The purposes of this Act are to empower individuals with disabilities to maximize employment, economic self sufficiency, independence, and inclusion and integration into society; and to ensure that the Federal Government plays a leadership role in promoting the employment of individuals with disabilities, especially individuals with significant disabilities, and in assisting States and providers of services in fulfilling the aspirations of such individuals with disabilities for meaningful and gainful employment and independent living. (4)
Section 501 requires affirmative action and nondiscrimination in employment by Federal agencies of the executive branch. (1)
Section 502 establishes the U.S. Access Board.
Section 503 requires affirmative action and prohibits employment discrimination by Federal government contractors and subcontractors with contracts of more than $10,000. (1)
Section 504 states that "no qualified individual with a disability in the United States shall be excluded from, denied the benefits of, or be subjected to discrimination under" any program or activity that either receives Federal financial assistance or is conducted by any Executive agency or the United States Postal Service. (1)
Section 504 forbids organizations and employers from excluding or denying individuals with disabilities an equal opportunity to receive program benefits and services. It defines the rights of individuals with disabilities to participate in, and have access to, program benefits and services. (1)
The term "program or activity" means all of the operations of major entities including but not limited to a department, agency, special purpose district; or, an entity of government that distributes assistance and the entity to which the assistance was given; a college, university or postsecondary institution; local educational agencies including Elementary and Secondary school systems; entire corporations or other private organizations; as well as health care, housing, social services, or parks and recreation.
Section 505 establishes the enforcement procedures for Sections 501, 504 and 508. (1)
This act includes the remedies, procedures and rights set out in 1964 Civil Rights legislation and applies to employees or applicants for employment affected by a final disposition: any recipient of Federal assistance or any Federal assistance provider; and includes the cost of attorney’s fees. It should be noted that the Court may take into consideration the reasonableness of the request for accommodation and the obtainable alternatives. (2)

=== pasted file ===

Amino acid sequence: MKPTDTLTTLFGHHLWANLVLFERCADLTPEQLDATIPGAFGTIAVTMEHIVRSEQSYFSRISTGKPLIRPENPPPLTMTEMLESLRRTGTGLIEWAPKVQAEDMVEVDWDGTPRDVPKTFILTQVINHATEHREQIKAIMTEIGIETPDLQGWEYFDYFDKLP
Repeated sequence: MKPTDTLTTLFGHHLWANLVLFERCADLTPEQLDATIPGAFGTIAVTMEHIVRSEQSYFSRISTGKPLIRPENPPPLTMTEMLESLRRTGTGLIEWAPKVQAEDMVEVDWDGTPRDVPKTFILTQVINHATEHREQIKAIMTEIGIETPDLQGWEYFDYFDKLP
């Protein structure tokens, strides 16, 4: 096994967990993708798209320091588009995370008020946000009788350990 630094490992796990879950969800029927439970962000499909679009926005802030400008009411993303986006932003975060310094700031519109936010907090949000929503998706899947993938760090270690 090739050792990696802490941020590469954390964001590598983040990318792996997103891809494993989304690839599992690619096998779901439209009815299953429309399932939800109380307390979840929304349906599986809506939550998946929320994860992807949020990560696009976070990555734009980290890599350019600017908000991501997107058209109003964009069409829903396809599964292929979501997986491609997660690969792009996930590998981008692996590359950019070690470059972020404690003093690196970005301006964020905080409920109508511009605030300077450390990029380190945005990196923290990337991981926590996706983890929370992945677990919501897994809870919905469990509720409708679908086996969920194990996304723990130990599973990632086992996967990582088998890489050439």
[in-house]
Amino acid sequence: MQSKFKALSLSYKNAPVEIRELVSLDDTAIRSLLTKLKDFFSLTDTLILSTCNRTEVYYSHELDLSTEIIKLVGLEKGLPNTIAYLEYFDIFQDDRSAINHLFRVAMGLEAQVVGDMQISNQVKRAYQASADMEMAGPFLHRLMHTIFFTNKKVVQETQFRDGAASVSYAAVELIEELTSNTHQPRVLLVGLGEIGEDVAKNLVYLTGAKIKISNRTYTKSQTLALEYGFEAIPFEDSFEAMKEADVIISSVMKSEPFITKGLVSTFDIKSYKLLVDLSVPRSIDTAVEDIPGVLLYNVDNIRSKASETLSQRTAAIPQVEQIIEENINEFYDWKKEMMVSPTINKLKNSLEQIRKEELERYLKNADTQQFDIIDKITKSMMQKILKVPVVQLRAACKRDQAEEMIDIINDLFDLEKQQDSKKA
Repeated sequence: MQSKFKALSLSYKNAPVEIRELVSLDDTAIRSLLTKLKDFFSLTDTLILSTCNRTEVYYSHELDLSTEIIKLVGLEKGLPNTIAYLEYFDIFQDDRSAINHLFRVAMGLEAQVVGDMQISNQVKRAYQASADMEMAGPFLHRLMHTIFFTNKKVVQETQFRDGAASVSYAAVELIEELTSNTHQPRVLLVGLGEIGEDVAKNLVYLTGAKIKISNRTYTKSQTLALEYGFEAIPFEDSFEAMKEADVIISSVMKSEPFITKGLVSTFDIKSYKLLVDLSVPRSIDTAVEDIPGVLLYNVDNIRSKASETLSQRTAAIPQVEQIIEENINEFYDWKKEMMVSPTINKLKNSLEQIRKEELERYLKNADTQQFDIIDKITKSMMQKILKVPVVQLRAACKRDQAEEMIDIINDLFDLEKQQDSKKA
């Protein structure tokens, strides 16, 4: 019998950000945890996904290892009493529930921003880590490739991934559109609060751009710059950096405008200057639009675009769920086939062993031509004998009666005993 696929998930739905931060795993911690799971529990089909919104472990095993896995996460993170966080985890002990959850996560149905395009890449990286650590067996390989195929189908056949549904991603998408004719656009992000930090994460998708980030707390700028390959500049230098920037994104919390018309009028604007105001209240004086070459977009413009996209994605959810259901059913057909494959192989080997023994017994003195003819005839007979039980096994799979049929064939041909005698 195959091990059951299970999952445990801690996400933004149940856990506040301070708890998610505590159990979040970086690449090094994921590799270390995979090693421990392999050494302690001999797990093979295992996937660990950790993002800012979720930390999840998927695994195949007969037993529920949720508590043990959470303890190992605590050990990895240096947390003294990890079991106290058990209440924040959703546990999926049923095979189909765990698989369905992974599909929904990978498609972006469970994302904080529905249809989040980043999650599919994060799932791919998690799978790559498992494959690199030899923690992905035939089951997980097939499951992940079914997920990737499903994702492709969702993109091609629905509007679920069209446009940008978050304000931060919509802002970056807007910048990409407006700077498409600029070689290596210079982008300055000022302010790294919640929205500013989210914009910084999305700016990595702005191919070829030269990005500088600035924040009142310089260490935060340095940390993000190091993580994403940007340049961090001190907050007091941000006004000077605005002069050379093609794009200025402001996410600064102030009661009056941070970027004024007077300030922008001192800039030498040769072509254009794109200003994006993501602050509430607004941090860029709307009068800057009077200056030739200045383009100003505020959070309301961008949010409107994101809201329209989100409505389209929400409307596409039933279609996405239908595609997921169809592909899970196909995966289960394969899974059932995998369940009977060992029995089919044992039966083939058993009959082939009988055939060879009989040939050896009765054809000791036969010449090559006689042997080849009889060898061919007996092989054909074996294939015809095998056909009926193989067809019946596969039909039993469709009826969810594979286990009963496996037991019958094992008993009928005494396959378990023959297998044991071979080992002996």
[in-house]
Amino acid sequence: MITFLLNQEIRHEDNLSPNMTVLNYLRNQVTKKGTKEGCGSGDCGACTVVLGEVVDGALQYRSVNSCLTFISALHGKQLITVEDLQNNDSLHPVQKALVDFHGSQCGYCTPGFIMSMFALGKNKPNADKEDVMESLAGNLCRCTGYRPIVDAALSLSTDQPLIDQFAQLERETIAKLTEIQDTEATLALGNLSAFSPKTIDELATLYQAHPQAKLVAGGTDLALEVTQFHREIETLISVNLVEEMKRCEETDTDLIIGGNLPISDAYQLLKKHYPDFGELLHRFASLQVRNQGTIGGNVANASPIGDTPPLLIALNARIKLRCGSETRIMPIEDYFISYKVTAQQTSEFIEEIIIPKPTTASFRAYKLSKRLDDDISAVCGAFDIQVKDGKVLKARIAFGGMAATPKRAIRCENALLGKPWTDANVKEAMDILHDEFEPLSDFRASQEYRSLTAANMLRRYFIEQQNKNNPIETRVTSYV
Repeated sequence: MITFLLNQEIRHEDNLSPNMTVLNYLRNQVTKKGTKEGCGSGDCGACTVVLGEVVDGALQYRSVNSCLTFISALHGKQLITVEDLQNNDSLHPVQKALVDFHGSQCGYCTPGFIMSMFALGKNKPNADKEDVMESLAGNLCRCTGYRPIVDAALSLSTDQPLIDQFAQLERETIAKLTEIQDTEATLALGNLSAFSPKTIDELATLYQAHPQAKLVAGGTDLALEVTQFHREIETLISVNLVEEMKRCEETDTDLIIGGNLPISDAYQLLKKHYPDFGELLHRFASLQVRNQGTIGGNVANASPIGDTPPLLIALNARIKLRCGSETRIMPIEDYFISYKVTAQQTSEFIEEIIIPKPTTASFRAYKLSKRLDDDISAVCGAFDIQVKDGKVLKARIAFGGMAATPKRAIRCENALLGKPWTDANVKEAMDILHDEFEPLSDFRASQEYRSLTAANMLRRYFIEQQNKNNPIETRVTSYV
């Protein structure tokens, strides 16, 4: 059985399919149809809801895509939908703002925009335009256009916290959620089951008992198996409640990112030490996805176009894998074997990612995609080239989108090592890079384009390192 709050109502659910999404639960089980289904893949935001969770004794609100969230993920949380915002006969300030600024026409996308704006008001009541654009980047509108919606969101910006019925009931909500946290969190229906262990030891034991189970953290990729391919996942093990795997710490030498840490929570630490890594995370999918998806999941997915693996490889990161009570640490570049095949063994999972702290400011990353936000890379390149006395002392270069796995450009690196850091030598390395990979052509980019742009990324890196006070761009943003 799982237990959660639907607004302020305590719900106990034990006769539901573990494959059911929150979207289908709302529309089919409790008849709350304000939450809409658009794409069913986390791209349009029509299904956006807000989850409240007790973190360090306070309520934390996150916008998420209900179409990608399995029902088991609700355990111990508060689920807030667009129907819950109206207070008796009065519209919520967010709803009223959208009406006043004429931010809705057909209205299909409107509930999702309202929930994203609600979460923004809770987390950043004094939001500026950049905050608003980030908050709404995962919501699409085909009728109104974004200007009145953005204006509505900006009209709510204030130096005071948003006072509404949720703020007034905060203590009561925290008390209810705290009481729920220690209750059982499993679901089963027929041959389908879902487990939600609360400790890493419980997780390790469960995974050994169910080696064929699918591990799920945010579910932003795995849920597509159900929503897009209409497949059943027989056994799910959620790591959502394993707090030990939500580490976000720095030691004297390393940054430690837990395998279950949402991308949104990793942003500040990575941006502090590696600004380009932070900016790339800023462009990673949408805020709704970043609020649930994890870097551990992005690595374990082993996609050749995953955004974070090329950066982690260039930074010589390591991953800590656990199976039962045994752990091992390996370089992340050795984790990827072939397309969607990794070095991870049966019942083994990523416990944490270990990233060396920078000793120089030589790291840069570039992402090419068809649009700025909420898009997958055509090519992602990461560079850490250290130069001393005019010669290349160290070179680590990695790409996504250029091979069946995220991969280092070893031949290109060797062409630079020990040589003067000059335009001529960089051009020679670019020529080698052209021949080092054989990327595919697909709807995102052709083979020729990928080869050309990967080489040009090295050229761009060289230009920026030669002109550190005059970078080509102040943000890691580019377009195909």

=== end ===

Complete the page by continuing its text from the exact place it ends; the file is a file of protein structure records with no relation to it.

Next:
Section 508 establishes requirements for electronic and information technology developed, maintained, procured, or used by the Federal government. Section 508 requires Federal electronic and information technology to be accessible to people with disabilities, including employees and members of the public.
The net result will be that Federal agencies will have to purchase electronic and information technology that is accessible except where it would cause an “undue burden." (Undue burden referring to significant difficulty or expense.) The law also provides a complaint process under which complaints concerning access to technology will be investigated by the responsible Federal agency. 4 Section 508 was amended in 1998 to require EIT developed, procured, maintained or used by the Federal agencies, including the U.S. Postal Service, be accessible to all people with disabilities. It created binding enforceable standards and incorporated those standards into the Federal procurement regulations. Federal agencies must now use these standards in all their EIT acquisitions. (5)
Consistent government-wide standards will make it easier for Federal agencies to meet their obligations under the law and will promote competition in the technology industry by clarifying the Federal market intended for general use. (5)
Although individuals with disabilities may only enforce their rights with respect to procurements, they may also enforce their rights under Sections 501 and 504 which imposed related obligations on agencies. (5)